Budgeting, Part 1: Increasing Your Take Home Pay
Eileen St. Pierre, The Everyday Financial Planner
It can be hard to save money for a rainy day. There never seems to be much money left at the end of the month. We all could use a little help improving our cash flow. This column is the first in a 3-part series on providing that help. I can’t give you a raise, but I can let you in on a financial counselor’s secret for increasing your take-home pay: the W-4 form.
I’m going to be frank here. Many people will under-report their withholdings in order to get a large income tax refund. But if you have to borrow money to meet your day-to-day expenses because too much income tax is taken out of your paycheck, that’s just stupid.
I’ll prove my point with a real-world example. A former client of mine, a single woman, suddenly found herself married with two stepchildren. She had listed herself as single on her W-4 with 0 withholdings (so the maximum amount of tax was taken out of her paycheck). I advised her to change her status to Married and claim at least 4 withholding exemptions.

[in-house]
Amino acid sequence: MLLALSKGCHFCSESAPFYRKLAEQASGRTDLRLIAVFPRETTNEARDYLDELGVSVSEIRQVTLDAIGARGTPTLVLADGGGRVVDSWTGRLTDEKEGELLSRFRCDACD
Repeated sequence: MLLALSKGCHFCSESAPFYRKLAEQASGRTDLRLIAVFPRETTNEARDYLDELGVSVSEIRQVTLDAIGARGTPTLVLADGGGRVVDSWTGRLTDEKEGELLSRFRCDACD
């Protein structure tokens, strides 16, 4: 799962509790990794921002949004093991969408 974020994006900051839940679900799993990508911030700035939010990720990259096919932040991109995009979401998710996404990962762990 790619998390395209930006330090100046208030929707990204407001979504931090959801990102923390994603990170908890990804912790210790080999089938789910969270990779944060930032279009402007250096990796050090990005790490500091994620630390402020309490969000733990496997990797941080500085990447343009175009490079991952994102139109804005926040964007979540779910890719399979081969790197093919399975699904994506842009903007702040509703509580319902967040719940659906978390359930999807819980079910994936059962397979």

I used the withholding calculator at Your Money Page, and assumed the following inputs:
- $1500 gross pay every two weeks
- 25 paychecks a year
- Oklahoma state resident
By changing her status to Married with 4 withholdings,
- Her take-home pay rose by $168.95 a paycheck – that’s $337.90 a month and $4,054.80 a year!
- Her take-home pay went from 75.82% to 87.98% of her gross pay.
- Her federal income tax dropped by $141.95 a paycheck. Her state income tax dropped by $27.00 a paycheck.
My client was hesitant to make such a drastic change. She was afraid of losing too much of her tax refund. So we met in the middle. She changed her status to Married, but kept her withholdings at 0. It was a good start.
Stay tuned for next week’s column Budgeting, Part 2: Reducing Expenses. Visit my Basic Financial Management page for more information.